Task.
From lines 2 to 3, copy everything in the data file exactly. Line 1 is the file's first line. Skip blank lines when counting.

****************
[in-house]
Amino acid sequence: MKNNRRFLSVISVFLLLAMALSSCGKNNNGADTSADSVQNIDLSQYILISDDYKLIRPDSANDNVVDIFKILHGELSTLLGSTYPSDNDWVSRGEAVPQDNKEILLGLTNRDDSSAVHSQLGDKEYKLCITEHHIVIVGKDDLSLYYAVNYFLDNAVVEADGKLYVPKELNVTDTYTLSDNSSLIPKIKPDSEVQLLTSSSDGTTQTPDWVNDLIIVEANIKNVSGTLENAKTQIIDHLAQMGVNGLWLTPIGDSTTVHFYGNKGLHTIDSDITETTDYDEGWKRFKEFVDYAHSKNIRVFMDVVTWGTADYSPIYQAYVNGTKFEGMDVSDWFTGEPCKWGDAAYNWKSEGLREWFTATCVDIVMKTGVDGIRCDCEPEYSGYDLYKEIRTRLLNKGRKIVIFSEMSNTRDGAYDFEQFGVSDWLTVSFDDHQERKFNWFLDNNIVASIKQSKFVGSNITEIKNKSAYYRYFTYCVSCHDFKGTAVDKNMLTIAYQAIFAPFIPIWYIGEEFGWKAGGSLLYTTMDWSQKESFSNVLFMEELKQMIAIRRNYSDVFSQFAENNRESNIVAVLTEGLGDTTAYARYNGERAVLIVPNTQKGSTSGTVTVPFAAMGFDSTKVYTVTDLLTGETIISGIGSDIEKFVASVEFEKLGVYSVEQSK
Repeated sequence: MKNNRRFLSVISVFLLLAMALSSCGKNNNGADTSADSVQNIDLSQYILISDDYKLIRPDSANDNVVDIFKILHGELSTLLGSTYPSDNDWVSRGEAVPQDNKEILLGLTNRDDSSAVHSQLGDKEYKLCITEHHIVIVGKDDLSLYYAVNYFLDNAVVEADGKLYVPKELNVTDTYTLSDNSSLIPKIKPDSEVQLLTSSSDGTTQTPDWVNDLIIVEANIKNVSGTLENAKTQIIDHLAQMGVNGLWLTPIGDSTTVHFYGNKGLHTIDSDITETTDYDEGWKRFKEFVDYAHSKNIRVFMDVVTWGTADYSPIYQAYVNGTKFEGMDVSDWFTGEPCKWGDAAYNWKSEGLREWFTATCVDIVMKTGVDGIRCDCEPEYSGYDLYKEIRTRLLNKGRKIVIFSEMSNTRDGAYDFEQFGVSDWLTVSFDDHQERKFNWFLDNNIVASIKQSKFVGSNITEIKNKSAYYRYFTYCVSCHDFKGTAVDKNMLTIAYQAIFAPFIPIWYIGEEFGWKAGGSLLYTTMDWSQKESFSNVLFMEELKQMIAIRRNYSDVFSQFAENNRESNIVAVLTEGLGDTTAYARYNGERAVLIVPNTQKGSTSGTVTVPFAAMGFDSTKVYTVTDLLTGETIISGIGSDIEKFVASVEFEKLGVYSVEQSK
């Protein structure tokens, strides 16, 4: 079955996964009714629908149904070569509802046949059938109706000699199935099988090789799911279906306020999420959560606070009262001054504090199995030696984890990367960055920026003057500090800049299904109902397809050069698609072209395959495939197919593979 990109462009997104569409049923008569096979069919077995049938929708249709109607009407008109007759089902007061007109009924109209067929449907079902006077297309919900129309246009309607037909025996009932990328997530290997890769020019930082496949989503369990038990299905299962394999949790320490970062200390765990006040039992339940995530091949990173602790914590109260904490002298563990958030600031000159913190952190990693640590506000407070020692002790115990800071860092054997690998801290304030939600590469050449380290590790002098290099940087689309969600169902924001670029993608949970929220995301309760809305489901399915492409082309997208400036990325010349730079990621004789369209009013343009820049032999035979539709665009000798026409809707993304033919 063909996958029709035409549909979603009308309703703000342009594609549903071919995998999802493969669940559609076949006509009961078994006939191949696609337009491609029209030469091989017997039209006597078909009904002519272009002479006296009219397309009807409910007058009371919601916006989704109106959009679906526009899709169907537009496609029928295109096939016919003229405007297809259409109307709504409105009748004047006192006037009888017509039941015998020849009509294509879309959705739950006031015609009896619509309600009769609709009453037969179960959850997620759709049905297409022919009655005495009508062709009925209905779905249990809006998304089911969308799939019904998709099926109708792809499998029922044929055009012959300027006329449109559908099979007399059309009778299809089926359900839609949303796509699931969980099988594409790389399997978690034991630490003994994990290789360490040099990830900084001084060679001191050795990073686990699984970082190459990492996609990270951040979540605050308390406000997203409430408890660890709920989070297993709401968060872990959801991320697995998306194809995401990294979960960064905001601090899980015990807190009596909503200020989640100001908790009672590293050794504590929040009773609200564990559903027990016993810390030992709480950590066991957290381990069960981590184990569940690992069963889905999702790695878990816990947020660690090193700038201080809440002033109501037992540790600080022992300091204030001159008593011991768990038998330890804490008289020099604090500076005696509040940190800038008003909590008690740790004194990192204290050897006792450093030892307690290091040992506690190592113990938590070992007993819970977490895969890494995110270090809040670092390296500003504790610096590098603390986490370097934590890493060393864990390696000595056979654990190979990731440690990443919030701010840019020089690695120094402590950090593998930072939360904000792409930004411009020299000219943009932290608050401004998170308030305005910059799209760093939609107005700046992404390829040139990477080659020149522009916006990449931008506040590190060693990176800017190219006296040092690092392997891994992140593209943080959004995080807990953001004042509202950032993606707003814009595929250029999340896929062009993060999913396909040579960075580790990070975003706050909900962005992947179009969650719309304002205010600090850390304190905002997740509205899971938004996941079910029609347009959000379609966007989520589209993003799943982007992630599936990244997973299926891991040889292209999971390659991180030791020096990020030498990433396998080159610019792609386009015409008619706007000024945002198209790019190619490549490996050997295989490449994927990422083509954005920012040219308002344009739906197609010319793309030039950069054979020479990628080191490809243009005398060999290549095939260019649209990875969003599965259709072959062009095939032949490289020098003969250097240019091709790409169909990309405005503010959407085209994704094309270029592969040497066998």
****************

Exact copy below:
Amino acid sequence: MKNNRRFLSVISVFLLLAMALSSCGKNNNGADTSADSVQNIDLSQYILISDDYKLIRPDSANDNVVDIFKILHGELSTLLGSTYPSDNDWVSRGEAVPQDNKEILLGLTNRDDSSAVHSQLGDKEYKLCITEHHIVIVGKDDLSLYYAVNYFLDNAVVEADGKLYVPKELNVTDTYTLSDNSSLIPKIKPDSEVQLLTSSSDGTTQTPDWVNDLIIVEANIKNVSGTLENAKTQIIDHLAQMGVNGLWLTPIGDSTTVHFYGNKGLHTIDSDITETTDYDEGWKRFKEFVDYAHSKNIRVFMDVVTWGTADYSPIYQAYVNGTKFEGMDVSDWFTGEPCKWGDAAYNWKSEGLREWFTATCVDIVMKTGVDGIRCDCEPEYSGYDLYKEIRTRLLNKGRKIVIFSEMSNTRDGAYDFEQFGVSDWLTVSFDDHQERKFNWFLDNNIVASIKQSKFVGSNITEIKNKSAYYRYFTYCVSCHDFKGTAVDKNMLTIAYQAIFAPFIPIWYIGEEFGWKAGGSLLYTTMDWSQKESFSNVLFMEELKQMIAIRRNYSDVFSQFAENNRESNIVAVLTEGLGDTTAYARYNGERAVLIVPNTQKGSTSGTVTVPFAAMGFDSTKVYTVTDLLTGETIISGIGSDIEKFVASVEFEKLGVYSVEQSK
Repeated sequence: MKNNRRFLSVISVFLLLAMALSSCGKNNNGADTSADSVQNIDLSQYILISDDYKLIRPDSANDNVVDIFKILHGELSTLLGSTYPSDNDWVSRGEAVPQDNKEILLGLTNRDDSSAVHSQLGDKEYKLCITEHHIVIVGKDDLSLYYAVNYFLDNAVVEADGKLYVPKELNVTDTYTLSDNSSLIPKIKPDSEVQLLTSSSDGTTQTPDWVNDLIIVEANIKNVSGTLENAKTQIIDHLAQMGVNGLWLTPIGDSTTVHFYGNKGLHTIDSDITETTDYDEGWKRFKEFVDYAHSKNIRVFMDVVTWGTADYSPIYQAYVNGTKFEGMDVSDWFTGEPCKWGDAAYNWKSEGLREWFTATCVDIVMKTGVDGIRCDCEPEYSGYDLYKEIRTRLLNKGRKIVIFSEMSNTRDGAYDFEQFGVSDWLTVSFDDHQERKFNWFLDNNIVASIKQSKFVGSNITEIKNKSAYYRYFTYCVSCHDFKGTAVDKNMLTIAYQAIFAPFIPIWYIGEEFGWKAGGSLLYTTMDWSQKESFSNVLFMEELKQMIAIRRNYSDVFSQFAENNRESNIVAVLTEGLGDTTAYARYNGERAVLIVPNTQKGSTSGTVTVPFAAMGFDSTKVYTVTDLLTGETIISGIGSDIEKFVASVEFEKLGVYSVEQSK